About the album
Defining John Brannen's place within the pantheon of American music is no simple task. His journey has taken him to nearly every music capitol—New York, Nashville, Memphis, Muscle Shoals, Los Angeles—and his work draws on all their traditions without settling in any. “I’m a Southern American artist,” he has said. “I feel capable of making a bluegrass record and I feel capable of making a jazz record, but what I do is out of the essence of rock ‘n’ roll with Americana, soul and blues influences.”
The success of that approach is everywhere in evidence on his latest album, Bravado, his third for Sly Dog Records and his sixth overall. Bravado finds Brannen doing what he does best—channeling a segment of the American psyche. Given the complex nature of 21st century life and the detail and nuance Brannen brings to his work, Bravado is, not surprisingly, a project with real weight and scope.
“It’s a record about survival,” he says, “about putting the best face on desperate times, accepting tragedy and loss, but moving forward with a glimmer of hope and mystery. It deals with the struggles most of us are going through in terms of trying to hold on to a place where we feel safe. The essential definition of bravado is pretended courage, and all of these songs are, I think, reflecting people who are trying to exhibit some sort of desperate bravery.”
As always, his take is literate and organic, displaying a poet’s facility for building meaning and emotion one phrase, one image at a time. From the CD’s first song, the hard-driving “Raised A Rebel,” we are reminded that Brannen views the American experience through a distinctly and proudly Southern lens.
Bravado looks unblinkingly at hope and heartache. “The Messenger,” which falls musically somewhere between Dylan and Booker T, and “Anywhere But Here,” with its classic feel and passionate vocals, explore dissatisfaction that can reach the most profound levels. The Stones-ish and bluesy “Dog Wants In” and “I Could Be Persuaded” deal with the power of restlessness and temptation, while “Still In The Game,” with its anthemic echoes of Springsteen, celebrates the pure redemptive power of the human spirit as it wills itself toward the light. The project’s one cover—a hauntingly powerful version of Gram Parsons’ iconic “Hickory Wind,” serves double duty, softening the hollowness of success markers even as it serves as a touchstone for much of Brannen’s work.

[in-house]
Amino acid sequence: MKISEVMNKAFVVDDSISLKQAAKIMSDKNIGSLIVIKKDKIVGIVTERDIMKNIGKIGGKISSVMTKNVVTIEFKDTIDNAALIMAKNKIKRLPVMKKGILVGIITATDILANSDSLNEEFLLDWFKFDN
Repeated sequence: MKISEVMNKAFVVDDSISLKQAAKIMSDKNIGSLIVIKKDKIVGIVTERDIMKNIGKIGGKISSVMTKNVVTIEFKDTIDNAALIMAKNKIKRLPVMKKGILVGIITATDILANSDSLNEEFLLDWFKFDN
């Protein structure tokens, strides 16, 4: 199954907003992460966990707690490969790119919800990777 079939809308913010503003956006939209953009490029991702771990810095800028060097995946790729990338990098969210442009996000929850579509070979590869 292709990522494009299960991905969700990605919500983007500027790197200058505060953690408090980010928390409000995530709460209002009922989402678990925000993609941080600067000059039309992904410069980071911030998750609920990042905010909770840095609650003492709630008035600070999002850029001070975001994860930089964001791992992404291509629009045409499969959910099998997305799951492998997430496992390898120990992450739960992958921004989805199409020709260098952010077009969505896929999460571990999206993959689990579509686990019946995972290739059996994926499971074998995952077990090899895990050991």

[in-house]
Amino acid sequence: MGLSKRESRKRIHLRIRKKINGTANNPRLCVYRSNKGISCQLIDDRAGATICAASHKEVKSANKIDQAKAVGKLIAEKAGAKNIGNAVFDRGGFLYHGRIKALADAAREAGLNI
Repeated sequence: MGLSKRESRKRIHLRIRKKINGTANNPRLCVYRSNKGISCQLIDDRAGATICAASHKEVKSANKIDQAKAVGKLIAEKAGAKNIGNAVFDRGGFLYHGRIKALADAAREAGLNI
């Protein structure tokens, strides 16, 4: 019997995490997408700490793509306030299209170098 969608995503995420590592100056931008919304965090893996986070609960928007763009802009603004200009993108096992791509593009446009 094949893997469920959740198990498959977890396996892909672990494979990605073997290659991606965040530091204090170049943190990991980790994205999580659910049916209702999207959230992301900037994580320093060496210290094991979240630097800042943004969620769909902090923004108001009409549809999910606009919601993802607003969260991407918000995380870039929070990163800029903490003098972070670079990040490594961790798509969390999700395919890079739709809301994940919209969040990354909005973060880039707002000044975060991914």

“I can remember where I was standing when I first heard Gram with the Byrds on Sweetheart Of The Rodeo,” he says, “and that record kind of opened a connection to a large spectrum of country and other music that wasn’t open to me before. David Z worked and wrote with Gram, so we had another connection there.”
Brannen nails it all down with the album’s final song. “‘Between The Concrete And The Moon’ exemplifies hope in times of desperation,” he says. “I think people need to grasp something of where they have come from in order to be prepared for a future that cannot be foreseen at all. They want to hold on to the things they recognize that were good about the past.”
Both “Between The Concrete And The Moon” and “Name Of The Room” allow Brannen and the top-flight musicians accompanying him to stretch out musically, something that fits Brannen's production style.
“This is a jagged record sonically,” he says. “It’s raw. It’s conversational. I never set out to create art. I set out to identify emotions and if all goes well something emerges that hasn’t been apparent. It’s something like throwing a sheet over a ghost and finally the ghost has a form, something we would not have seen otherwise.”
11Raised a Rebel04:15
12Still in the Game02:46
14Anywhere But Here04:15
15Dog Wants In04:09
17I Could Be Persuaded04:11
18Barely Enough of Your Love04:23
110The Name of the Room05:40
111Between the Concrete and the Moon06:50
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